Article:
Because genetic information is potentially useful to help cure disease, extend life, and improve science, we ask if you want to take part in research that may be conducted by third parties. If you consent to this through our Informed Consent (approved by an Institutional Review Board), your data is cleansed of any personal identifiers before being aggregated with other’s data, and only then would it be made available to potential research partners. Our research partners are typically from academic settings, but they might include for-profit research companies that are doing things like trying to understand if there are genetic markers related to longevity. Again, if you don’t consent to participate, your genetic information is not included in the research.

We have not sold or provided your genetic data to insurers, employers, or third-party marketers. We protect our users within the law, and require valid legal process such as a warrant before providing any data to law enforcement.

We understand how sensitive your genetic information is, and we have committed to protecting your data, and that’s why we’ve never provided genetic data to insurers or employers. Additionally, with regard to requests from law enforcement, our policy has only been that we will only provide data if compelled to by a valid legal process. We also issue an annual transparency report detailing the volume of law enforcement requests we receive.

The article contains a claim suggesting that we’ve buried, deep in our “Terms of Service,” the ability to reveal highly sensitive health information about you or a relative, which could be used by insurance carriers, law enforcement, or employers. As noted above, this is completely false.

The language referred to is part of the Informed Consent to participate in third-party research and describes some of the unlikely risks of participating. Before you agree to participate, we believe it’s important that you are aware of even unlikely scenarios where aggregated, non-personalized data might somehow be re-identified, which is why we’ve tried to be transparent about such risks and our commitment to avoiding them.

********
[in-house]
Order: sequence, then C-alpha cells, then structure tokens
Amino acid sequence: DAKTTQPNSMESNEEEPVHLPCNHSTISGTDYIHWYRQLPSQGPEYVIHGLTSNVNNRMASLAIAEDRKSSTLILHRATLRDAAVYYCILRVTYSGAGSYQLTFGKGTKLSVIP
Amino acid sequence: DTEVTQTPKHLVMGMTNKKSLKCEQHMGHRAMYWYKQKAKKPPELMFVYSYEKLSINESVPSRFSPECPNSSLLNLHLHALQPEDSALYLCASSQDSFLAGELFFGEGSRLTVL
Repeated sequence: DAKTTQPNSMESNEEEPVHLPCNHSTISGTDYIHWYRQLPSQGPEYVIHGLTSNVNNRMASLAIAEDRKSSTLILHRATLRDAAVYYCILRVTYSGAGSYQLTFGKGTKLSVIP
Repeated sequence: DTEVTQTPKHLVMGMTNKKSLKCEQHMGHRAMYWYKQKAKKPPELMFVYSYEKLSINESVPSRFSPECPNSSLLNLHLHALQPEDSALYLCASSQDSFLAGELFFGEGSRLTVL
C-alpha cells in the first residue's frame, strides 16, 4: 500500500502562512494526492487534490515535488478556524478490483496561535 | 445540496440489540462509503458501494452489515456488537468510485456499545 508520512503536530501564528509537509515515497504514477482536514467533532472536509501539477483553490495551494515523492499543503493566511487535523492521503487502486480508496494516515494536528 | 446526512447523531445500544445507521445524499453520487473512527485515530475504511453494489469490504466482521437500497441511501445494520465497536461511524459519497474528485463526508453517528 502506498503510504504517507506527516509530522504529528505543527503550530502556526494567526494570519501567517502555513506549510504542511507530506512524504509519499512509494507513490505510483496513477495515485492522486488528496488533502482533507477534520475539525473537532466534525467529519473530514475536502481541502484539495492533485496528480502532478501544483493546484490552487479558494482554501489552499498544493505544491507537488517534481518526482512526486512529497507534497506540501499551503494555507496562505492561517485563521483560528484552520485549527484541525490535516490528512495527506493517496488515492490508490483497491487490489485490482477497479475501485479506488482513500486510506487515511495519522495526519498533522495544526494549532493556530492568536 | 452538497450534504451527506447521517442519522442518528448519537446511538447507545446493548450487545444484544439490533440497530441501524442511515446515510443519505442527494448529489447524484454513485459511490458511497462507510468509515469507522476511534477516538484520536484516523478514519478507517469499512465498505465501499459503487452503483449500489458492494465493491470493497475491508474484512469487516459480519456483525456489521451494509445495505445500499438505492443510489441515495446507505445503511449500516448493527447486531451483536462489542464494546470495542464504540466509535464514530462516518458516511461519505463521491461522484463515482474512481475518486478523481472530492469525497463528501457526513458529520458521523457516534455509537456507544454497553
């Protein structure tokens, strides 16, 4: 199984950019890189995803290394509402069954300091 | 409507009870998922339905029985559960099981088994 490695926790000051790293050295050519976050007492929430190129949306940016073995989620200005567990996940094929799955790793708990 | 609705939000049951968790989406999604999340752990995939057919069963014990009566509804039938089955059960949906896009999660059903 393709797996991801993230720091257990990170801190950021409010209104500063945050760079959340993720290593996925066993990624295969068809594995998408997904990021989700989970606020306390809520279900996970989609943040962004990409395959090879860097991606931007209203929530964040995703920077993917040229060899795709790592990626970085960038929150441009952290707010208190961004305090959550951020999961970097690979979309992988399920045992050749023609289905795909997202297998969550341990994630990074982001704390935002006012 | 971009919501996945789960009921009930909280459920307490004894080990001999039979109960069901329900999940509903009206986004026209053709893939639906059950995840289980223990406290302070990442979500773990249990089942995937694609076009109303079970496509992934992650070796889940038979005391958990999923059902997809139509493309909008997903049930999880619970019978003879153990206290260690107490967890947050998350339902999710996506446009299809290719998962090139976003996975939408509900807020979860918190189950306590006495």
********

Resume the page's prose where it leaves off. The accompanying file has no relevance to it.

We take a license to your genetic information to allow us to provide you with our products and services, as well as to develop and improve them.

We require you to grant us a license to your data when you take our test. The reason for this is simple: We need that license in order to move your data through our systems, render it around the globe, and to provide you with the results of our analysis work. Personally, I don’t like the legal language on this issue because it can be confusing and seem overly broad, but it’s what’s necessary for us to do the work we do for you. That’s why we also have language throughout the process of activating a test that clarifies and limits what we can and can’t do with your data. We are, of course, actively looking to improve this language to enhance transparency and reduce confusion, and I hope to have some improvements to the transparency of the terms available online soon.

In conclusion

There are a lot of legitimate questions to be asked and discussions to be had about consumer genomics. It’s still a new industry after all. But wildly inaccurate articles don’t do you, the consumer, any favors. Their misleading and fear-inducing content confuses and confounds users, and generally does not help raise the level of dialog about consumer genetics privacy. I don’t expect that this one blog post will clear up every concern, and we’re happy to answer your questions, and hope that everything we have done over the last several decades has helped us earn your trust.